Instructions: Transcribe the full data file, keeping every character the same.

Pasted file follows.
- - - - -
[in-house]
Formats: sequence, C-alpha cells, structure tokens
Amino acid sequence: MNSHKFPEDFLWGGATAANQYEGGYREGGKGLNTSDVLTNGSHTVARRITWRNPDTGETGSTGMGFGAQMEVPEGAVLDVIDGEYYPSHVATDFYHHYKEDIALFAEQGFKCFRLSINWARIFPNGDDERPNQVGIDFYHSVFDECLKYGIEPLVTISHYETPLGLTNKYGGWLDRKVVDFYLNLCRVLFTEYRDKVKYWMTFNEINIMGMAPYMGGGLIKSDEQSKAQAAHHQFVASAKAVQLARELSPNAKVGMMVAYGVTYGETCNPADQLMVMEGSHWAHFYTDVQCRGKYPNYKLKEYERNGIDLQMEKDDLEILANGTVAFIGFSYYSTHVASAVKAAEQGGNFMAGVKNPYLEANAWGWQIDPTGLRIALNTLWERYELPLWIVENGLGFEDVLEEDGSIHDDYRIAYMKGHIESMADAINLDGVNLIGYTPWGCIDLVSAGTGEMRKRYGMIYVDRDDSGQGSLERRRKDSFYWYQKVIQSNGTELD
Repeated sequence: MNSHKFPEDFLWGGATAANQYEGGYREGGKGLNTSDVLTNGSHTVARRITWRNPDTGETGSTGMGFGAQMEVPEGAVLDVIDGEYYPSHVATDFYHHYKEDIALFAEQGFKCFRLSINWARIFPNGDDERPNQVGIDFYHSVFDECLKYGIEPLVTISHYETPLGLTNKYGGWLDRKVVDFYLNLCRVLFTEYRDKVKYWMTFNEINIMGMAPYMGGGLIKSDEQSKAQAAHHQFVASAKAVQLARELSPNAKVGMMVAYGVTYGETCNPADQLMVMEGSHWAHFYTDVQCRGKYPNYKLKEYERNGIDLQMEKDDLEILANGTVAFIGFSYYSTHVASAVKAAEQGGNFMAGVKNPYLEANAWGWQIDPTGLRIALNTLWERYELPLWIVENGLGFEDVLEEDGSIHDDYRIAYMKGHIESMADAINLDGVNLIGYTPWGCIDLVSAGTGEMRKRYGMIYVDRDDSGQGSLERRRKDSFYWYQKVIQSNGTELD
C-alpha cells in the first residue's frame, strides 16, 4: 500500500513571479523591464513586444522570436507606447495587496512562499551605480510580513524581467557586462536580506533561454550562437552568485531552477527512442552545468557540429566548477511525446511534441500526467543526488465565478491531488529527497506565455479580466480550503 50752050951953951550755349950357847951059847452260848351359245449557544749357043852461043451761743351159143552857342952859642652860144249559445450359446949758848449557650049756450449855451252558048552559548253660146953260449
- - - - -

[in-house]
Formats: sequence, C-alpha cells, structure tokens
Amino acid sequence: MNSHKFPEDFLWGGATAANQYEGGYREGGKGLNTSDVLTNGSHTVARRITWRNPDTGETGSTGMGFGAQMEVPEGAVLDVIDGEYYPSHVATDFYHHYKEDIALFAEQGFKCFRLSINWARIFPNGDDERPNQVGIDFYHSVFDECLKYGIEPLVTISHYETPLGLTNKYGGWLDRKVVDFYLNLCRVLFTEYRDKVKYWMTFNEINIMGMAPYMGGGLIKSDEQSKAQAAHHQFVASAKAVQLARELSPNAKVGMMVAYGVTYGETCNPADQLMVMEGSHWAHFYTDVQCRGKYPNYKLKEYERNGIDLQMEKDDLEILANGTVAFIGFSYYSTHVASAVKAAEQGGNFMAGVKNPYLEANAWGWQIDPTGLRIALNTLWERYELPLWIVENGLGFEDVLEEDGSIHDDYRIAYMKGHIESMADAINLDGVNLIGYTPWGCIDLVSAGTGEMRKRYGMIYVDRDDSGQGSLERRRKDSFYWYQKVIQSNGTELD
Repeated sequence: MNSHKFPEDFLWGGATAANQYEGGYREGGKGLNTSDVLTNGSHTVARRITWRNPDTGETGSTGMGFGAQMEVPEGAVLDVIDGEYYPSHVATDFYHHYKEDIALFAEQGFKCFRLSINWARIFPNGDDERPNQVGIDFYHSVFDECLKYGIEPLVTISHYETPLGLTNKYGGWLDRKVVDFYLNLCRVLFTEYRDKVKYWMTFNEINIMGMAPYMGGGLIKSDEQSKAQAAHHQFVASAKAVQLARELSPNAKVGMMVAYGVTYGETCNPADQLMVMEGSHWAHFYTDVQCRGKYPNYKLKEYERNGIDLQMEKDDLEILANGTVAFIGFSYYSTHVASAVKAAEQGGNFMAGVKNPYLEANAWGWQIDPTGLRIALNTLWERYELPLWIVENGLGFEDVLEEDGSIHDDYRIAYMKGHIESMADAINLDGVNLIGYTPWGCIDLVSAGTGEMRKRYGMIYVDRDDSGQGSLERRRKDSFYWYQKVIQSNGTELD
C-alpha cells in the first residue's frame, strides 16, 4: 500500500513571479523591464513586444522570436507606447495587496512562499551605480510580513524581467557586462536580506533561454550562437552568485531552477527512442552545468557540429566548477511525446511534441500526467543526488465565478491531488529527497506565455479580466480550503 50752050951953951550755349950357847951059847452260848351359245449557544749357043852461043451761743351159143552857342952859642652860144249559445450359446949758848449557650049756450449855451252558048552559548253660146953260449